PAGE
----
Cornell law professor Michael C. Dorf comments on a case the U.S. Supreme Court recently agreed to review that presents the question whether a provision of the Delaware Constitution that requires the state’s judiciary be nearly equally balanced between Democrats and Republicans is constitutional. Dorf argues in favor of the provision, explaining that the provision takes into consideration partisan affiliation as means of limiting the role of politics in judicial appointments and judging.
Cornell law professor Michael C. Dorf comments on a lawsuit in which New York State and other plaintiffs are suing the federal government over an immigration policy of arresting undocumented immigrants when they appear in state court on unrelated matters. Dorf explains why the federal judge hearing the case should reject the government’s motion to dismiss the lawsuit.
Cornell law professor Michael C. Dorf comments on Argentina’s national elections last month, in which the country elected as Vice President Cristina Fernández de Kirchner, who had previously served as President of Argentina from 2007 to 2015. Dorf considers why Kirchner, and indeed anyone, would accept a lower position than what she has previously held. Dorf argues that due to the Peter Principle—which states that workers in a hierarchical organization tend to rise to their level of incompetence—we would do well as a society to abandon the whole concept of a demotion.
Cornell law professor Michael C. Dorf explains why Democratic presidential hopeful Pete Buttigieg and his critics are both wrong about the U.S. Supreme Court having become especially political. Dorf points out that since the Court’s 1803 decision in Marbury v. Madison the Court has been highly political, and the true problem lies with the unprecedented polarization of the political parties—not with the Court or the appointments process.
Cornell law professor Michael C. Dorf explains why U.S. Supreme Court cases—confusingly, Nixon v. United States and United States v. Nixon—together should foreclose any legal arguments that might have supported President Trump’s strategy to fight impeachment. Dorf explains each of the precedents and their bearing on today’s situation.
Cornell law professor Michael C. Dorf comments on the recent unanimous decision by the U.K. Supreme Court ruling that Prime Minister Boris Johnson acted unlawfully in asking the Queen to prorogue Parliament. Dorf explains how that ruling highlights the error of the U.S. Supreme Court’s recent ruling in Rucho v. Common Cause, in which the Court declined to intervene in a political gerrymandering case, citing the so-called political question doctrine.
Cornell law professor Michael C. Dorf comments on a memorandum recently issued by Andrew Wheeler, the administrator of the federal Environmental Protection Agency (EPA), that announced directives to substantially reduce government funding for and mandating of animal testing of chemicals to which humans might be exposed. Dorf acknowledges that Wheeler’s motivation might be the deregulation of industries that produce chemical products (a legitimate concern expressed by some public health and environmental groups), but Dorf argues that the policy is win-win-win: better for the animals spared experimentation; less costly to the public fisc; and better for human health.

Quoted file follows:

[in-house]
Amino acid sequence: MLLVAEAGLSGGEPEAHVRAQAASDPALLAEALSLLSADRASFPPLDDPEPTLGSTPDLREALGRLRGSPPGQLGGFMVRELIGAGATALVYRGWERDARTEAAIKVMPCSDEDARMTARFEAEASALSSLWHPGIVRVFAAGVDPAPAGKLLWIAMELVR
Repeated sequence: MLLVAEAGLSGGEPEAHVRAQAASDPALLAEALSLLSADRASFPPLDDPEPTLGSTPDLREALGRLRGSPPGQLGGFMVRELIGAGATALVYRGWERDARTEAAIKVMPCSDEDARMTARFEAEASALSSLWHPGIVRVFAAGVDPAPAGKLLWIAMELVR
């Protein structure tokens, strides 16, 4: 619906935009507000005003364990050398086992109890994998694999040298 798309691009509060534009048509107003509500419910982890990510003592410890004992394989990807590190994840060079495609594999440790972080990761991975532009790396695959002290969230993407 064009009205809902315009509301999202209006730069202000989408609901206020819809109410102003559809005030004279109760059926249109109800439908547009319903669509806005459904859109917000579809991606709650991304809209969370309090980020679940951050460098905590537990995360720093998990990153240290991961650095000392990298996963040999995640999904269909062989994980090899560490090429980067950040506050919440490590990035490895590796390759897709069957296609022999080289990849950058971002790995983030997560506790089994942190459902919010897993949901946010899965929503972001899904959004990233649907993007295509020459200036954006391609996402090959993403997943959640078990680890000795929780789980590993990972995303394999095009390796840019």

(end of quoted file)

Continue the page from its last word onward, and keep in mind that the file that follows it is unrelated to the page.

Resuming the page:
Cornell law professor Michael C. Dorf considers whether a possible Supreme Court ruling in a “faithless elector” case from the U.S. Court of Appeals for the Tenth Circuit could end the National Popular Vote (NPV) movement, which attempts to circumvent the Electoral College by interstate compact. Dorf provides a short background of NPV and the Tenth Circuit’s decision, and he explains why a decision by the Court decides to affirm the Tenth Circuit’s reasoning would threaten NPV.
Cornell law professor Michael C. Dorf offers some advice to new law students, highlighting the importance of being able to distinguish among different types of legal questions—easy questions, complicated questions, and indeterminate questions. Dorf explains what he means by each type of question and concludes with a caveat and a warning.
Cornell law professor Michael C. Dorf offers some thoughts on a comment by Golden State Warriors head coach Steve Kerr that moves by NBA stars like Kawhi Leonard and Anthony Davis are “bad for the league.” Dorf explains that while the concept—and legal acceptability—of efficient breach in contract law demonstrate that the law does not impose an obligation to carry out one’s end of a bargain, one could understand Kerr’s statement more accurately to mean that because the legal remedies for enforcing sports contracts are inadequate, the NBA and its fans must rely on the consciences of individual players to honor the obligation of good faith.
Cornell law professor Michael C. Dorf argues that the Trump administration’s new rule that would bar asylum applications from asylum-seekers who did not apply for asylum in at least one country en route to the United States is illegal, cruel, and counterproductive. Dorf explains why federal statutory law precludes such a rule and points out that while the Trump administration is not entirely responsible for the current immigration crisis, it has taken various steps to exacerbate the problem.